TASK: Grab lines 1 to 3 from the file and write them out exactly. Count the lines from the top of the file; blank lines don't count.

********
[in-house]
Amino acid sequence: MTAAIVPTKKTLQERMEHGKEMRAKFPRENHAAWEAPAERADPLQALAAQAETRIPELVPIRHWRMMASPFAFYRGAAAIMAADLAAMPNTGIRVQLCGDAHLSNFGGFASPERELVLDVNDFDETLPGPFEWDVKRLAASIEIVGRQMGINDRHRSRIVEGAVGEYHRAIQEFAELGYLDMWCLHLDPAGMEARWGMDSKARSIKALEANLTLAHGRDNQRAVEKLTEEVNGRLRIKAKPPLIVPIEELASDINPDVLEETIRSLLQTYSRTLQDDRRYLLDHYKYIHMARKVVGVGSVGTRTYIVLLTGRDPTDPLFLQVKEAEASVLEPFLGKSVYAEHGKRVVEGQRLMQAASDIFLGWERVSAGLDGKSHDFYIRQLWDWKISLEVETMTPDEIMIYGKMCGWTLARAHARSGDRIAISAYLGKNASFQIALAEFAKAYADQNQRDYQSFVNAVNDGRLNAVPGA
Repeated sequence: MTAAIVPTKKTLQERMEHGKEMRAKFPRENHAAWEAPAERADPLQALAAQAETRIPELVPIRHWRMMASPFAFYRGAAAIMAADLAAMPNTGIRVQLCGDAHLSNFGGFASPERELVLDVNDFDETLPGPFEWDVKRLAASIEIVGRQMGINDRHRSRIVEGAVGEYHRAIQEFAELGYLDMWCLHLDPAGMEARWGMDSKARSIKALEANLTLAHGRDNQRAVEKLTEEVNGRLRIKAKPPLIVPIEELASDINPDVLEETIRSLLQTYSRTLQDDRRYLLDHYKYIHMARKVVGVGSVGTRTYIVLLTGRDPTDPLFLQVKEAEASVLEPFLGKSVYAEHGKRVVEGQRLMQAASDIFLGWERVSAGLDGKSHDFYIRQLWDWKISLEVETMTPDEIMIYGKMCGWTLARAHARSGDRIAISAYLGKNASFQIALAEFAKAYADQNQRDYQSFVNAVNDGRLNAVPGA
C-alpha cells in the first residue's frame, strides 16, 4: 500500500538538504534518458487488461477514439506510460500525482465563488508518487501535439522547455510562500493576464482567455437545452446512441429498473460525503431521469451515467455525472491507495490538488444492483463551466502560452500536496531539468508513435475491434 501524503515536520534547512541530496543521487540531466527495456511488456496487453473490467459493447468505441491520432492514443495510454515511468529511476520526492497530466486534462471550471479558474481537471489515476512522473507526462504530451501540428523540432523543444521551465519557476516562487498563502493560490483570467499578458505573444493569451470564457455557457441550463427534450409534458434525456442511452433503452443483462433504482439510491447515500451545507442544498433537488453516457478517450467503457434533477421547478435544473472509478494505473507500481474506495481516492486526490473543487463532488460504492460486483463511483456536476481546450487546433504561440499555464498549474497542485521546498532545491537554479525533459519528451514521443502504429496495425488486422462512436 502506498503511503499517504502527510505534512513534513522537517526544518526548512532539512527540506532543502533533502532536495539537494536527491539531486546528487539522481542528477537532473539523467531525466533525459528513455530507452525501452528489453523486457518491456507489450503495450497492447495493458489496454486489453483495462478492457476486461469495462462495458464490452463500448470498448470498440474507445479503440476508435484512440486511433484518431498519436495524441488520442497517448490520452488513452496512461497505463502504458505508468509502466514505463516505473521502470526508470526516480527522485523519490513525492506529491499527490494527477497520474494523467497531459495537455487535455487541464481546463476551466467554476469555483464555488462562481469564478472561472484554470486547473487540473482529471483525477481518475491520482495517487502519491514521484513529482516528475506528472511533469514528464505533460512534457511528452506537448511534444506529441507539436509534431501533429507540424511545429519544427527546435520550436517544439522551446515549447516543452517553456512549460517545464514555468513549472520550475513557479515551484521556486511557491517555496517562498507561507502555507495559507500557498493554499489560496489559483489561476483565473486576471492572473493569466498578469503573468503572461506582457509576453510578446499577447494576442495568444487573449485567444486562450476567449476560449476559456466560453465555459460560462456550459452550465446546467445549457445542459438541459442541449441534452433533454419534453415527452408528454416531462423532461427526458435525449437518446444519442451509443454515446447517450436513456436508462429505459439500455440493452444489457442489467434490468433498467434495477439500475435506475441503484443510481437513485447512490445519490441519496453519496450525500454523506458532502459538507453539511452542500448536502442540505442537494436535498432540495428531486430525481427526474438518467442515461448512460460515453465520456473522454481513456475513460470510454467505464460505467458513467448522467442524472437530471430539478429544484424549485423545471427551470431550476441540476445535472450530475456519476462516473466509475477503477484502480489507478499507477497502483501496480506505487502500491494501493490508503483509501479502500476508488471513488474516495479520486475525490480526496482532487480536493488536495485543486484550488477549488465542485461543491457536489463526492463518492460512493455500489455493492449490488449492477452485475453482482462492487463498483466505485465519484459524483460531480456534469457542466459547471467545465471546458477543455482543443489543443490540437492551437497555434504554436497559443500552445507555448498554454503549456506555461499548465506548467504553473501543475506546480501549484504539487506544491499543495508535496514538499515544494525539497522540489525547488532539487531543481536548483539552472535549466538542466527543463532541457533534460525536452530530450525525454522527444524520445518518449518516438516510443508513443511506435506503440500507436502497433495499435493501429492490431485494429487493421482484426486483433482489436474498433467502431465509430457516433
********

[in-house]
Amino acid sequence: MTAAIVPTKKTLQERMEHGKEMRAKFPRENHAAWEAPAERADPLQALAAQAETRIPELVPIRHWRMMASPFAFYRGAAAIMAADLAAMPNTGIRVQLCGDAHLSNFGGFASPERELVLDVNDFDETLPGPFEWDVKRLAASIEIVGRQMGINDRHRSRIVEGAVGEYHRAIQEFAELGYLDMWCLHLDPAGMEARWGMDSKARSIKALEANLTLAHGRDNQRAVEKLTEEVNGRLRIKAKPPLIVPIEELASDINPDVLEETIRSLLQTYSRTLQDDRRYLLDHYKYIHMARKVVGVGSVGTRTYIVLLTGRDPTDPLFLQVKEAEASVLEPFLGKSVYAEHGKRVVEGQRLMQAASDIFLGWERVSAGLDGKSHDFYIRQLWDWKISLEVETMTPDEIMIYGKMCGWTLARAHARSGDRIAISAYLGKNASFQIALAEFAKAYADQNQRDYQSFVNAVNDGRLNAVPGA
Repeated sequence: MTAAIVPTKKTLQERMEHGKEMRAKFPRENHAAWEAPAERADPLQALAAQAETRIPELVPIRHWRMMASPFAFYRGAAAIMAADLAAMPNTGIRVQLCGDAHLSNFGGFASPERELVLDVNDFDETLPGPFEWDVKRLAASIEIVGRQMGINDRHRSRIVEGAVGEYHRAIQEFAELGYLDMWCLHLDPAGMEARWGMDSKARSIKALEANLTLAHGRDNQRAVEKLTEEVNGRLRIKAKPPLIVPIEELASDINPDVLEETIRSLLQTYSRTLQDDRRYLLDHYKYIHMARKVVGVGSVGTRTYIVLLTGRDPTDPLFLQVKEAEASVLEPFLGKSVYAEHGKRVVEGQRLMQAASDIFLGWERVSAGLDGKSHDFYIRQLWDWKISLEVETMTPDEIMIYGKMCGWTLARAHARSGDRIAISAYLGKNASFQIALAEFAKAYADQNQRDYQSFVNAVNDGRLNAVPGA